Driving for older people
When to give up driving is a question that has big implications for independence. It is not only the ability to drive and get form A to B but the sense of being independent and in charge of one’s own life that is so important. The ability to drive can make it possible to join in social activities, visit family and be independent for jobs like shopping. Not driving can limit opportunities to be part of the wider community.
In the UK a full driving licence lasts until the age of 70, then has to be renewed every 3 years. There is no charge or test involved. It is a driver’s responsibility to inform DVLA of any medical condition that could affect driving- some mean that you must not drive for a period of time.
Generally older drivers are safe behind the wheel, they are experienced drivers and don’t take risks. However they are more likely to have accidents at junctions and can be more seriously injured in the event of an accident.
Some warning signs that tell you it might be time to think about giving up are:
- You find driving more stressful
- Your eyesight is getting worse
- Your reactions are slower than they used to be
- Others have suggested it is time to give up… especially if they have been in the car with you!
Age proofing your life means thinking of ways that you could cope without a car- and it is worth thinking ahead and familiarising yourself with these well before you stop driving. What is public transport like in your area? You may be entitled to free or concessionary travel. Maybe you could try a bus trip with a friend who knows the system before setting out alone. Are there other ways to do your shopping? If you use a computer there are on-line delivery services. Do you know if local shops deliver? Perhaps you could share a taxi with friends for a social outing. The cost of keeping a car ‘on the road’ is high and if you are only driving a few times a week, it may even be cheaper to use taxis.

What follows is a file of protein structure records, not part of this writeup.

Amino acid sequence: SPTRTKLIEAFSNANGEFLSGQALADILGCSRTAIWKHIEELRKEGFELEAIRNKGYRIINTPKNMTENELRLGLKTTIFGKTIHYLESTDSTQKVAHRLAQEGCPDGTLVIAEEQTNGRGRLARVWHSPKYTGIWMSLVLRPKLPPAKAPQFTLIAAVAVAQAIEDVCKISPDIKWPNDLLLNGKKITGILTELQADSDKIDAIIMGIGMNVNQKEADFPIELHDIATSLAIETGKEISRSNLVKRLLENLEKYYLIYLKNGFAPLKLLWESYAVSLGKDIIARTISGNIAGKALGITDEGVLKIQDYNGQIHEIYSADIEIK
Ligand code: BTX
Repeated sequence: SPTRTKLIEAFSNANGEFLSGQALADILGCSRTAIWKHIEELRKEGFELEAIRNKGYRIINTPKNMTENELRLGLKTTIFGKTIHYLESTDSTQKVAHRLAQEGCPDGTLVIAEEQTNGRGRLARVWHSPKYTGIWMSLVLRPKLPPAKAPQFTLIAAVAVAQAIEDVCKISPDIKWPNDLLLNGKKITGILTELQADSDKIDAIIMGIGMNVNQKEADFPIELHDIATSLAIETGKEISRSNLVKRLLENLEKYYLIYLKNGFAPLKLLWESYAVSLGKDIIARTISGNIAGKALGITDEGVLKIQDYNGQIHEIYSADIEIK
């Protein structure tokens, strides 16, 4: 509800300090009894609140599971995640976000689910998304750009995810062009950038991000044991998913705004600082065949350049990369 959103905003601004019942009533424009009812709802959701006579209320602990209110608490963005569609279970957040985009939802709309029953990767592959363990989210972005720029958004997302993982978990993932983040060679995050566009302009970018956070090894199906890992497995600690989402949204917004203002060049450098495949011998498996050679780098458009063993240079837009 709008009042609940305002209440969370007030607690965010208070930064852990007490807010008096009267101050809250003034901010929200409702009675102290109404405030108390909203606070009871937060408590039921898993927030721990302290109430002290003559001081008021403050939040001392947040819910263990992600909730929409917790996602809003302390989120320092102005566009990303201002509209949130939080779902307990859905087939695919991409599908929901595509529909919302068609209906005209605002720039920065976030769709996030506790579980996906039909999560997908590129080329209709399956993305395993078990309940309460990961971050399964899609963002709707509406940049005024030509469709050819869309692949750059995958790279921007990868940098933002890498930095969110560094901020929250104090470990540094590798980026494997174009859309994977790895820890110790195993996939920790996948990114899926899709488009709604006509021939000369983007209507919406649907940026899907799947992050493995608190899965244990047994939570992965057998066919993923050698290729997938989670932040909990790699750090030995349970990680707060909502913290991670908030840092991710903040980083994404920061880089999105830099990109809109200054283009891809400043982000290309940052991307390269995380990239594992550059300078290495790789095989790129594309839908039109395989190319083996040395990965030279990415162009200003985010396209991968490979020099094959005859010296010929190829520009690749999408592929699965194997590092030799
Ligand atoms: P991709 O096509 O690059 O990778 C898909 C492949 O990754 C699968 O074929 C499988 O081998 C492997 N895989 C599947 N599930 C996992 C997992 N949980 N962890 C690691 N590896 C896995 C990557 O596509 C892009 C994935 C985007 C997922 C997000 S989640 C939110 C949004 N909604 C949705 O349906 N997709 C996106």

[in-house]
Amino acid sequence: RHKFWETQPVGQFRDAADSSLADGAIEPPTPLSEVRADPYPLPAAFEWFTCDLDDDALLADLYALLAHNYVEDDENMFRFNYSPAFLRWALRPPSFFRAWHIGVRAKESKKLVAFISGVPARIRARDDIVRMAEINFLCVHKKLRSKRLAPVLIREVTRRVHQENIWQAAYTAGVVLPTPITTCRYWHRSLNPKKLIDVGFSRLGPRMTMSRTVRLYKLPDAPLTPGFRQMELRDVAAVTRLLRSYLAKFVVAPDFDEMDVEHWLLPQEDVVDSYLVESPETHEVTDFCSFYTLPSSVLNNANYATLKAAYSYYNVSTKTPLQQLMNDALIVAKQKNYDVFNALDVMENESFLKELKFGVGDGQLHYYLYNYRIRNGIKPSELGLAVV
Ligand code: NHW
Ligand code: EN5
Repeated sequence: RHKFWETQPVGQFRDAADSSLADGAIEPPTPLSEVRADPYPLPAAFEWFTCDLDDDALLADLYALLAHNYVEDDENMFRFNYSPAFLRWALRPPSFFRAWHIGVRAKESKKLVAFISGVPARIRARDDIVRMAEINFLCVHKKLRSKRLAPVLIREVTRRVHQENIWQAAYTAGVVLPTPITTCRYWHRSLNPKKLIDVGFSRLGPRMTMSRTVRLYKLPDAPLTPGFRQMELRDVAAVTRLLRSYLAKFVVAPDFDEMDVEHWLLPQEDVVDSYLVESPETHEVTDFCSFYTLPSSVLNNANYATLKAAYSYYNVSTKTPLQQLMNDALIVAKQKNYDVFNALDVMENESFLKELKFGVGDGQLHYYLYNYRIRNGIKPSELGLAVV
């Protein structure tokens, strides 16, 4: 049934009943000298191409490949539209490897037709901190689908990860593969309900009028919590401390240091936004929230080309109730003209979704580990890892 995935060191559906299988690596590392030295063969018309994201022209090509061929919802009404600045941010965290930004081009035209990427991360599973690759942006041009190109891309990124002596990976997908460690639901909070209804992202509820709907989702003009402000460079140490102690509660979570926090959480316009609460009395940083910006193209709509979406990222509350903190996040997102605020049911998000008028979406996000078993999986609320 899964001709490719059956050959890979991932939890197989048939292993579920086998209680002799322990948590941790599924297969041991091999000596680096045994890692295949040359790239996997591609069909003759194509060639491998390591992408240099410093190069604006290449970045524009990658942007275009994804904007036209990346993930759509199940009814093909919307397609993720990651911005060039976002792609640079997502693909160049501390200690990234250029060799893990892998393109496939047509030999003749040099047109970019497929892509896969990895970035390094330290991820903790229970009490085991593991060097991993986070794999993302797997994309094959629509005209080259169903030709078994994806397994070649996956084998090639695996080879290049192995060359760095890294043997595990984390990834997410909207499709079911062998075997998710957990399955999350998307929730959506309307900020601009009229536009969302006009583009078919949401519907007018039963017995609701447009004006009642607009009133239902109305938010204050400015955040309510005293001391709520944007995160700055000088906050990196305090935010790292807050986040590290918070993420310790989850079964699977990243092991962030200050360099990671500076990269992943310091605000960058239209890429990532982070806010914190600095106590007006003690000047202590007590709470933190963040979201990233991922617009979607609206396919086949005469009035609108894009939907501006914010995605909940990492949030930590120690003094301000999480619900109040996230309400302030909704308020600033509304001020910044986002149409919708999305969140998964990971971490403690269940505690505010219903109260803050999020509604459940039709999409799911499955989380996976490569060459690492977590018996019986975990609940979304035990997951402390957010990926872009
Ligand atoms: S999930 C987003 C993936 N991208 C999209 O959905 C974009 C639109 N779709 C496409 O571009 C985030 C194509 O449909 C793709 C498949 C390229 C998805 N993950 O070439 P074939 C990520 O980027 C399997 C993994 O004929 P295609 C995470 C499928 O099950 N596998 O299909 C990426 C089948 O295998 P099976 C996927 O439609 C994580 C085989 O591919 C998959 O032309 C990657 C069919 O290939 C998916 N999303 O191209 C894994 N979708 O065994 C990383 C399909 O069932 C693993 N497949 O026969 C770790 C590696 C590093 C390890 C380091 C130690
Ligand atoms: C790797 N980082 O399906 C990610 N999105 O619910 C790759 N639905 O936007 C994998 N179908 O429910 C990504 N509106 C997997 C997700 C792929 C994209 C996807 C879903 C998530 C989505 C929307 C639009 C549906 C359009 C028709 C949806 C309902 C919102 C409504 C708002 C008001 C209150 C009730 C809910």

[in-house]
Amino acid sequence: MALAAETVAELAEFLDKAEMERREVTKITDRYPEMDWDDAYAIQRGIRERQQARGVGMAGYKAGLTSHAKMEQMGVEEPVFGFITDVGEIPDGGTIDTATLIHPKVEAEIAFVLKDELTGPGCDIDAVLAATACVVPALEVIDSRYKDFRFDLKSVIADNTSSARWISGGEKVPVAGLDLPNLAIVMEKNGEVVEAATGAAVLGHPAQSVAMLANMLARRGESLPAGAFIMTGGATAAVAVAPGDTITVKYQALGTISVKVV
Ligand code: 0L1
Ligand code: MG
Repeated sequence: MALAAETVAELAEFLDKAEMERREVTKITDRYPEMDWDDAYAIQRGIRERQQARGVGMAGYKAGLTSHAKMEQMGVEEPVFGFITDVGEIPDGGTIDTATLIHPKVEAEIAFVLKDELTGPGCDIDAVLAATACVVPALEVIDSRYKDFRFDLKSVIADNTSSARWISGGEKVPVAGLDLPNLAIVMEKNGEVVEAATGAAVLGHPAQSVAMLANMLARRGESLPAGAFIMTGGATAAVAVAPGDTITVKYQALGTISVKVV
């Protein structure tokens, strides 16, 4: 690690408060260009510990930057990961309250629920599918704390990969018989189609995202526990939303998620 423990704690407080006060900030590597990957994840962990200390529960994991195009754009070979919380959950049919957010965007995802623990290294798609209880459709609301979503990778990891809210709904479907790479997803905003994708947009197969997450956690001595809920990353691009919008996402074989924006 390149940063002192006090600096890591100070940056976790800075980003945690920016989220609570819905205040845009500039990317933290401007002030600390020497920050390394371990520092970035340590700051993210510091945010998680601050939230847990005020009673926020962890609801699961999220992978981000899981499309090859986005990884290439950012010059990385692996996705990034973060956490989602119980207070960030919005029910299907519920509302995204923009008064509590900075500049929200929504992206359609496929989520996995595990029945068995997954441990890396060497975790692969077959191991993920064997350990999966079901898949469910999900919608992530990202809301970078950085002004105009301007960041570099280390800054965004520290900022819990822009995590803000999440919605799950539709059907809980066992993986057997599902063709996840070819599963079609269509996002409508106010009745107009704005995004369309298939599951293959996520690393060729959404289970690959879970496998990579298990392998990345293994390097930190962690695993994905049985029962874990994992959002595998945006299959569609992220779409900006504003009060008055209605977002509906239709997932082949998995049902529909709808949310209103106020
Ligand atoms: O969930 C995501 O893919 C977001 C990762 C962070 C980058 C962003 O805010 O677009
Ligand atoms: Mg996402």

If the prospect of giving up driving is years in the future, it is still worth thinking about where you are living and how manageable things would be without a car.
What is it that being able to drive allows you to do- and how else could you do the same?
The Royal Society for Prevention of Accidents (RoSPA) offers Experienced Driver Assessments, not a test but a good way to get an opinion about your driving ability. This link will give you more information.